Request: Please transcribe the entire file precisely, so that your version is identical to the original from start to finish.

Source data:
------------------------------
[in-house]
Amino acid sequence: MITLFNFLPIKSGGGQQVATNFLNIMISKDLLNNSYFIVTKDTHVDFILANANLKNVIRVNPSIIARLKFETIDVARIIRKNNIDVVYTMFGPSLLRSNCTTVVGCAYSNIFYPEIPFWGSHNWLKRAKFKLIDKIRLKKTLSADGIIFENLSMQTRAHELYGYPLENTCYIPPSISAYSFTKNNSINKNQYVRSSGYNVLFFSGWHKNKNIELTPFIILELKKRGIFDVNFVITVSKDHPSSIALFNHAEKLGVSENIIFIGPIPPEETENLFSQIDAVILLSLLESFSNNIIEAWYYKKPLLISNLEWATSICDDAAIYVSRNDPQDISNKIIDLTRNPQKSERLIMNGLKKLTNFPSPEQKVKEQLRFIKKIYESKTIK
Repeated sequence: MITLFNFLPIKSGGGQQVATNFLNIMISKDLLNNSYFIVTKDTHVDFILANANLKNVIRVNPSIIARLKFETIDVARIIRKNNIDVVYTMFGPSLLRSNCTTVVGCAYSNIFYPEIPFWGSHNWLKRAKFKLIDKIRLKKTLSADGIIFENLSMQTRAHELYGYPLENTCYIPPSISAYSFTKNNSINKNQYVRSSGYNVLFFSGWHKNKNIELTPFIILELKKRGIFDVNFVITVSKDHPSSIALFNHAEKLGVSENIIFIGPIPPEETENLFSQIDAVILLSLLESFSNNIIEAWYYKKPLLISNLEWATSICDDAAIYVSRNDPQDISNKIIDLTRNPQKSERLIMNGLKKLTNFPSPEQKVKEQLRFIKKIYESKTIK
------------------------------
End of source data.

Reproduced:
[in-house]
Amino acid sequence: MITLFNFLPIKSGGGQQVATNFLNIMISKDLLNNSYFIVTKDTHVDFILANANLKNVIRVNPSIIARLKFETIDVARIIRKNNIDVVYTMFGPSLLRSNCTTVVGCAYSNIFYPEIPFWGSHNWLKRAKFKLIDKIRLKKTLSADGIIFENLSMQTRAHELYGYPLENTCYIPPSISAYSFTKNNSINKNQYVRSSGYNVLFFSGWHKNKNIELTPFIILELKKRGIFDVNFVITVSKDHPSSIALFNHAEKLGVSENIIFIGPIPPEETENLFSQIDAVILLSLLESFSNNIIEAWYYKKPLLISNLEWATSICDDAAIYVSRNDPQDISNKIIDLTRNPQKSERLIMNGLKKLTNFPSPEQKVKEQLRFIKKIYESKTIK
Repeated sequence: MITLFNFLPIKSGGGQQVATNFLNIMISKDLLNNSYFIVTKDTHVDFILANANLKNVIRVNPSIIARLKFETIDVARIIRKNNIDVVYTMFGPSLLRSNCTTVVGCAYSNIFYPEIPFWGSHNWLKRAKFKLIDKIRLKKTLSADGIIFENLSMQTRAHELYGYPLENTCYIPPSISAYSFTKNNSINKNQYVRSSGYNVLFFSGWHKNKNIELTPFIILELKKRGIFDVNFVITVSKDHPSSIALFNHAEKLGVSENIIFIGPIPPEETENLFSQIDAVILLSLLESFSNNIIEAWYYKKPLLISNLEWATSICDDAAIYVSRNDPQDISNKIIDLTRNPQKSERLIMNGLKKLTNFPSPEQKVKEQLRFIKKIYESKTIK